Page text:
Let’s get all our 3 containers up and running.

$ sudo docker-compose up

We now have the loadbalancer container forwarding requests to the 2 backend servers api01 and api02. Pointing our web browser to the URL http://localhost/ should be enough to get a response by one of the backend servers.

It’s interesting to refresh a few times and observe the logs that docker-compose emits.

As we can see, the requests are handled in turn by the 2 api servers.

We now have an instance of HAProxy running a very basic load balancing configuration, and hopefully by now we have an idea of how that works.

Adding rate limiting to the load balancer

In order to add rate limiting support to our load balancer, we need to modify the configuration file that the HAProxy instance uses. We have to make sure that the loadbalancer container picks up the haproxy-ratelimiter.cfg configuration file.

Simply modify the Dockerfile to use this one instead.

Rate limiting directives

The configuration file haproxy-ratelimiter.cfg is what this article is all about.

Let’s take a closer look

HAProxy offers a very low level set of primitives that offer great flexibility and can be used for a variety of use cases. The generic counters it exposes, often remind me of a CPU’s accumulator register. They store intermediate results, can take various semantics, but at the end of the day they are just numbers. To get a good understanding it makes sense to start from the very end of the configuration file.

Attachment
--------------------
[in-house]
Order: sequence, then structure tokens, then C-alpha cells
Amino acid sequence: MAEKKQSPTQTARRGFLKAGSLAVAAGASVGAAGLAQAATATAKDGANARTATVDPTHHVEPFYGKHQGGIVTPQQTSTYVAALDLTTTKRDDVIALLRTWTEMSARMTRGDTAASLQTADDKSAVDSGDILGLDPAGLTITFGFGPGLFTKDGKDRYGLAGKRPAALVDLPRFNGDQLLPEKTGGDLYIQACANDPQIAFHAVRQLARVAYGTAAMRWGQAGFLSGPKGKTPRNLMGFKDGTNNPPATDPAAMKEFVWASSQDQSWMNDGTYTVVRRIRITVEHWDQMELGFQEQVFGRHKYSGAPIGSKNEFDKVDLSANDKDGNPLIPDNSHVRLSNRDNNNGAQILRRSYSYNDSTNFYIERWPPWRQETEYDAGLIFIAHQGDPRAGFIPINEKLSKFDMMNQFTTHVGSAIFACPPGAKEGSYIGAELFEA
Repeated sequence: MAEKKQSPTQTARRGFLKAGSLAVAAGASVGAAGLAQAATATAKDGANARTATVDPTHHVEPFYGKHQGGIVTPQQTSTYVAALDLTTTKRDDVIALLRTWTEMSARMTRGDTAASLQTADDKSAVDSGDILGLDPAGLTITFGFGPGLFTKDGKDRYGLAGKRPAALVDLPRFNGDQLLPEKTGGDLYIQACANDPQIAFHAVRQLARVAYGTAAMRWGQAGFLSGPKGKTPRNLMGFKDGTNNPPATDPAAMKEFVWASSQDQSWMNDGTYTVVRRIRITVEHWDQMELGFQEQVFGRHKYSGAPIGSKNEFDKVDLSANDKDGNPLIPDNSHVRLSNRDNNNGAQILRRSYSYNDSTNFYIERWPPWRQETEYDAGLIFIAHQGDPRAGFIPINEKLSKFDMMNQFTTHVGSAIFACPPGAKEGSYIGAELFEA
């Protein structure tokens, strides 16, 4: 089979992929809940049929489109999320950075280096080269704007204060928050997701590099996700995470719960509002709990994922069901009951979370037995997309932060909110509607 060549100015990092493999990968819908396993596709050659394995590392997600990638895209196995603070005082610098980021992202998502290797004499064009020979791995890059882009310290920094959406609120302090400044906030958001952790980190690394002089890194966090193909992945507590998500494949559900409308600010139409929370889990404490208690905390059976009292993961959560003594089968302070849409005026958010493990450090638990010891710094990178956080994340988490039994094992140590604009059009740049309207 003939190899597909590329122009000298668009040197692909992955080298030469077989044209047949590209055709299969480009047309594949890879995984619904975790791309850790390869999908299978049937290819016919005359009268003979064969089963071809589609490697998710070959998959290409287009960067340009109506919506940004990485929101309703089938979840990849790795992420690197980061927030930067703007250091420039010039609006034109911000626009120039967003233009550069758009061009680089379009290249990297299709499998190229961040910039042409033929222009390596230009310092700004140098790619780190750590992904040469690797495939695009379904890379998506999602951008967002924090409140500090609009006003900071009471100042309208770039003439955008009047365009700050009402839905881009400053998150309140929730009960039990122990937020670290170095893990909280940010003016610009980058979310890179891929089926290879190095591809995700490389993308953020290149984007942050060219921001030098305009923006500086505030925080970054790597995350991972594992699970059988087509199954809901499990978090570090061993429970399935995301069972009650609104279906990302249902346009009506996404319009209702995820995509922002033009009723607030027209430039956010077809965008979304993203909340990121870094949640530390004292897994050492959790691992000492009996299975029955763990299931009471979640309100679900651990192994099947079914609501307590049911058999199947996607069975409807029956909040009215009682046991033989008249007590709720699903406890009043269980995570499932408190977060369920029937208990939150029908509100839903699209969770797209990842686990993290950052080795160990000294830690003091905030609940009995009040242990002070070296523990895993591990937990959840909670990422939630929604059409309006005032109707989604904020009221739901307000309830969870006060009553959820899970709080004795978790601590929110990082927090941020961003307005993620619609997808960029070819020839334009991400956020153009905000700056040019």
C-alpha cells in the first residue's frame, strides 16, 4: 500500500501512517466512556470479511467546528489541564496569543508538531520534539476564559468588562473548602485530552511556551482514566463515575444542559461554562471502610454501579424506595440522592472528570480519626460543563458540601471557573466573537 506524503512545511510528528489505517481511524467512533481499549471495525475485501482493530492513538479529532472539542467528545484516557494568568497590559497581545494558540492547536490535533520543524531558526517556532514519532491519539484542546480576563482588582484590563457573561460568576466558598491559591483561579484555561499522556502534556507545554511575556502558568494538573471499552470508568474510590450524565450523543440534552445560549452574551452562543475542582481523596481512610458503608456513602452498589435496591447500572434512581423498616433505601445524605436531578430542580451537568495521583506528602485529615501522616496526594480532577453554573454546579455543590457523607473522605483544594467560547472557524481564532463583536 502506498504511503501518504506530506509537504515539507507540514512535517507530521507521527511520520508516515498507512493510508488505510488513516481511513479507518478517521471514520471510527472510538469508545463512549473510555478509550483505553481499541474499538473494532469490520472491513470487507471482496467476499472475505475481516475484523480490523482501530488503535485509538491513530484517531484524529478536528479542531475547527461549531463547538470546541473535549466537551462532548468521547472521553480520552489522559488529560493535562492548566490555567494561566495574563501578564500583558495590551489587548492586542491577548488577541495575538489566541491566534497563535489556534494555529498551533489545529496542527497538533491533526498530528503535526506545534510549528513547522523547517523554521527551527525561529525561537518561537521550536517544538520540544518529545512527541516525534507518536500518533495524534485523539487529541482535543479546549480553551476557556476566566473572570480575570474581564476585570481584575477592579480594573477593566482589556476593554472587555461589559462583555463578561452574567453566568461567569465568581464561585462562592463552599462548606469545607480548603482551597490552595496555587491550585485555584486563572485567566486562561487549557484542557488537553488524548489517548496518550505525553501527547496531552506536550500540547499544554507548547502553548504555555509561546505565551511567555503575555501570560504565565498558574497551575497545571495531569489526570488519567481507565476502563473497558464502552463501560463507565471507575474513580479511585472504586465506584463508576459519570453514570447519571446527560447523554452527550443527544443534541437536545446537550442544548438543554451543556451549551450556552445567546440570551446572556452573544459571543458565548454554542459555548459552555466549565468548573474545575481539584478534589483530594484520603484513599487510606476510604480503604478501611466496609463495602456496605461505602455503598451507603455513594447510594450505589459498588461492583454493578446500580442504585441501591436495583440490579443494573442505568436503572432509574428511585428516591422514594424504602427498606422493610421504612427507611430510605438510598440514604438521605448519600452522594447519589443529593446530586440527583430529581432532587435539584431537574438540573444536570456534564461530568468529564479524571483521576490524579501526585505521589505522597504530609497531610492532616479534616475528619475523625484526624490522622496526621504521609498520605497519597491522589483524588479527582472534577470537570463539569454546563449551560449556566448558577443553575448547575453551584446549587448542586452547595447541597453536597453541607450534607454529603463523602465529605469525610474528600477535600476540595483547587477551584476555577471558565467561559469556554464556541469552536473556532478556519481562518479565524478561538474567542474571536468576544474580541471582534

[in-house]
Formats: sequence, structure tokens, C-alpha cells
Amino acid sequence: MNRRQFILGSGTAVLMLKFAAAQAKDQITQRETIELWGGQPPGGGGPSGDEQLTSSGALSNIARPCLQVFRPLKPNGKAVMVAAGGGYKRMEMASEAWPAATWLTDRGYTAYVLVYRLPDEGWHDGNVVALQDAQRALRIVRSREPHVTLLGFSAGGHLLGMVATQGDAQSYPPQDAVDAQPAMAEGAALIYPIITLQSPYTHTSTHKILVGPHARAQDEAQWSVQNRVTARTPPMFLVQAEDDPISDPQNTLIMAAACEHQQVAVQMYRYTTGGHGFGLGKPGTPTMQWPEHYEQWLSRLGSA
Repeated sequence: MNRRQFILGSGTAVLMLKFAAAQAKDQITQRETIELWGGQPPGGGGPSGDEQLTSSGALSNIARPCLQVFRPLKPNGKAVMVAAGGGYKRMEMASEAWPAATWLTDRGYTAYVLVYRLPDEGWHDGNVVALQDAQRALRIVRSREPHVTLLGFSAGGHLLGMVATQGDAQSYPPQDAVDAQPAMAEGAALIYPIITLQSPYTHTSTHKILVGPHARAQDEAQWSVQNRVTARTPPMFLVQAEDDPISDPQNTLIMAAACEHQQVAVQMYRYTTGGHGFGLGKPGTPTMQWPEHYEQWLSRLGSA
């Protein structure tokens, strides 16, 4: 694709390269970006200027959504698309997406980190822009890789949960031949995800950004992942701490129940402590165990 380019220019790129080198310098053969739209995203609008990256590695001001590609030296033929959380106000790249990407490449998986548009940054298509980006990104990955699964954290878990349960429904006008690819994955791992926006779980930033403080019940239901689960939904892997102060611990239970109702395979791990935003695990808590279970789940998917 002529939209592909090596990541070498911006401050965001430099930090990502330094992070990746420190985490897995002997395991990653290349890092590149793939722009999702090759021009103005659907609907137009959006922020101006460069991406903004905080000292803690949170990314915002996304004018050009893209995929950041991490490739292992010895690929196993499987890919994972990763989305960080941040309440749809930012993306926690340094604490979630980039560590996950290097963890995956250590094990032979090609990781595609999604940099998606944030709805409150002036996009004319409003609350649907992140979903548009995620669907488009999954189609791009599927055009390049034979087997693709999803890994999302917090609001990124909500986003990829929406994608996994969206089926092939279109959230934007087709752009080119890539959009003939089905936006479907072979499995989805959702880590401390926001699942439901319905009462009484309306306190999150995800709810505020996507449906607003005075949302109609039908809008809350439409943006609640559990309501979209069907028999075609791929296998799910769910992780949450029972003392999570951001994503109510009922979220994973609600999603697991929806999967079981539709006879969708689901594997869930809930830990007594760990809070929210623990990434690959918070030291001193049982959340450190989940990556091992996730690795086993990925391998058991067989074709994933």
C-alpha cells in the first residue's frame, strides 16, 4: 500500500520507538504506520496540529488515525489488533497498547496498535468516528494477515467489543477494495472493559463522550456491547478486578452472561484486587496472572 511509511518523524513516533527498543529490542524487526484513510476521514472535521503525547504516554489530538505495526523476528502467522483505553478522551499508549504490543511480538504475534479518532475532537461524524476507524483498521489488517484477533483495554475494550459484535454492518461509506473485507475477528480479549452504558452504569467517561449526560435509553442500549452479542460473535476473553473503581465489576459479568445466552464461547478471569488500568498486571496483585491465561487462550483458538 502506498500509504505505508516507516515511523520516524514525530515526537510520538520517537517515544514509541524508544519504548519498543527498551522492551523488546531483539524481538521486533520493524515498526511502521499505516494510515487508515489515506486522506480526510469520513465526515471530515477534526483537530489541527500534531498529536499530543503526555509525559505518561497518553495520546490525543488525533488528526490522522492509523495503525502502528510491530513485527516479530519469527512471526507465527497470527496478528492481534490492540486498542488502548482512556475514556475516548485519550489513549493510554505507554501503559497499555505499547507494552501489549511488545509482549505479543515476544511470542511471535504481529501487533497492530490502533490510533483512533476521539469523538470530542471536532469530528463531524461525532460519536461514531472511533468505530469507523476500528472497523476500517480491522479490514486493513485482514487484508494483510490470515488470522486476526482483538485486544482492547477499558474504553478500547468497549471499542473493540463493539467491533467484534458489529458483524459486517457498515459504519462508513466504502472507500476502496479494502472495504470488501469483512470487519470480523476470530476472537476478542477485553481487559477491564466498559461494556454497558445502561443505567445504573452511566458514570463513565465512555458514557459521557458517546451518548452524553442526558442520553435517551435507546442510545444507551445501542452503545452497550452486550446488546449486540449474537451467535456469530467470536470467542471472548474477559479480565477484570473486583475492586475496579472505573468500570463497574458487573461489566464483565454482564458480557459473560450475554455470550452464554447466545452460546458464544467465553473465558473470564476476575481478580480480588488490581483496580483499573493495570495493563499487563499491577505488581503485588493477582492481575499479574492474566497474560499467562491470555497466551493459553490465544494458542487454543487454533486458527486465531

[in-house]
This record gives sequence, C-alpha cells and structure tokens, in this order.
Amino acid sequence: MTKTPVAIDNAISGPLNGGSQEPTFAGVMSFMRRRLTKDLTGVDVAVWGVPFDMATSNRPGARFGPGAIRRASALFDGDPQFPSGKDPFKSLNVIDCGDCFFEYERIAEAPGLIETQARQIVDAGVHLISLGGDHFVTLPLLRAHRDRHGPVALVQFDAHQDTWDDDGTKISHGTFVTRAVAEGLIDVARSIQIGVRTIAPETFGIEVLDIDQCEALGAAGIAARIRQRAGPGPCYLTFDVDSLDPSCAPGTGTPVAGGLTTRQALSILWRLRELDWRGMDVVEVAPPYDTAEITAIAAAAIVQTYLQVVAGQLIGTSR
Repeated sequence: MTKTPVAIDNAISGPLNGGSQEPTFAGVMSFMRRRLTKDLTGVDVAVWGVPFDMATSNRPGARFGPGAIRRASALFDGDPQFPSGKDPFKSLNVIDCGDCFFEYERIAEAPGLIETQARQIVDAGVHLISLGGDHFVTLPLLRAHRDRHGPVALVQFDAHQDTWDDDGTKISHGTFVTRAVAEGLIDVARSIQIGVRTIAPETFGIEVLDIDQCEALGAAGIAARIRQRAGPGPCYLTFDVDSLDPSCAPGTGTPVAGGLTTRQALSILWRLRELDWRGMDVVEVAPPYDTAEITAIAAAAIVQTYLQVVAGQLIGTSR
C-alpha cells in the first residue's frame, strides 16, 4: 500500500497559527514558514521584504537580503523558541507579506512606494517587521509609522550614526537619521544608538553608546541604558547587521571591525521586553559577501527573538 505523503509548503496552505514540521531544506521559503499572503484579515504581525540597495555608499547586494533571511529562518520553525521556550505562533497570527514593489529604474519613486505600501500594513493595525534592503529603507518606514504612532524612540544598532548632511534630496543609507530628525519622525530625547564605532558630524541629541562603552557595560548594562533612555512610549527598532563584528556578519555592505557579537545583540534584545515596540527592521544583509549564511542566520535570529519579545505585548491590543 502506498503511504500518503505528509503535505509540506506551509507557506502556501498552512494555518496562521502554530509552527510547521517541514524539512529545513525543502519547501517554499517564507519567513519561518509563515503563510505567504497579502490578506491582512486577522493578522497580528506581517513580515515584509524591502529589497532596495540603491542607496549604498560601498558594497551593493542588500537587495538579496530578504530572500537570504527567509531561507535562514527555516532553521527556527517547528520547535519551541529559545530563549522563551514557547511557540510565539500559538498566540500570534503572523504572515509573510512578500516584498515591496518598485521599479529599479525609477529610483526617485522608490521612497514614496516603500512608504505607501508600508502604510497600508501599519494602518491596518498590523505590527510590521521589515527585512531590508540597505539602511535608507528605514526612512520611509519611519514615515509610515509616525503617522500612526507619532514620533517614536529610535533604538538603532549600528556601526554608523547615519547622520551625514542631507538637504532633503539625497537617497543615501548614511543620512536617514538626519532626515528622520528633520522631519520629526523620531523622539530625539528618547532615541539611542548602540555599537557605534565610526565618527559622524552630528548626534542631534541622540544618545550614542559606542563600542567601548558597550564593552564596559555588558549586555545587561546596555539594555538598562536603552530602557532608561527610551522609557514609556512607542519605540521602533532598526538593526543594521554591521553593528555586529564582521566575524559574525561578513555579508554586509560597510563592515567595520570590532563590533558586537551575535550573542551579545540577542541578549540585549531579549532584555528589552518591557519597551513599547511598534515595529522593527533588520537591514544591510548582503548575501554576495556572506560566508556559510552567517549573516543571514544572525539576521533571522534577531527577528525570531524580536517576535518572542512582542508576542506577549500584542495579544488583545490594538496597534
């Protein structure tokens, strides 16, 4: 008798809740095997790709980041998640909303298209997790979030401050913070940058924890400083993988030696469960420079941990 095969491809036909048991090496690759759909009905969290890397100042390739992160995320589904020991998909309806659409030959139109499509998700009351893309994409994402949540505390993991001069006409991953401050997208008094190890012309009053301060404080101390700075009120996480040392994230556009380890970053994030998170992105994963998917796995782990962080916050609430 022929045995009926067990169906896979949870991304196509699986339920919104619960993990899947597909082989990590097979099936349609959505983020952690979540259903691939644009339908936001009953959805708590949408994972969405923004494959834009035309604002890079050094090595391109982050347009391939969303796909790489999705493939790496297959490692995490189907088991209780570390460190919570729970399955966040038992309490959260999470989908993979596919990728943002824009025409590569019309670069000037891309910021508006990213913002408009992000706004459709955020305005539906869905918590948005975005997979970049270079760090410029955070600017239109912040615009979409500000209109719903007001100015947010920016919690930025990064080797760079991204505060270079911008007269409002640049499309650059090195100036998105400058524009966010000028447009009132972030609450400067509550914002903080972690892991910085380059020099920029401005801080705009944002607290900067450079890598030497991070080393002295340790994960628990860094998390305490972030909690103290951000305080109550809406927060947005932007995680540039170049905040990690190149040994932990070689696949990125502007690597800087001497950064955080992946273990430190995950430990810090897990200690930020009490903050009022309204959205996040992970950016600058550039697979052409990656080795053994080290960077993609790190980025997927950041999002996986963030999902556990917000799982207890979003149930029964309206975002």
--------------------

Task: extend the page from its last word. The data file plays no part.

The Abuse stick table

Here, we define a dummy backend called Abuse. Dummy, since it’s only used to define a stick-table that the rest of the configuration can refer to by the name Abuse. The stick-table is nothing but a storage space, or better, a lookup table for request data. Our stick-table has the following characteristics:

  • type ip: Requests stored in the stick table will have their IP as key. So, requests from the same IP will refer to the same record. Essentially this means that we keep track of IPs and data related to them.
  • size 100K: The table has a maximum of 100K entries.
  • expire 30m: The table entries expire after 30 minutes of inactivity.
  • store gpc0,http_req_rate(10s): The table records store the general purpose counter gpc0 and the IP’s request rate for the last 10 second interval. We’ll be using the gpc0 to keep track of the amount of times an IP has been marked as abusive. Essentially, a positive value implies that the IP has been marked as abusive. Let’s call this counter the abuse indicator.

All in all, what the Abuse table does is keep track of whether an IP is abusive as well as its current request rate. We therefore have their historical track record, as well as real-time behavior.

Now let’s go to the frontend proxy section and see what’s new there.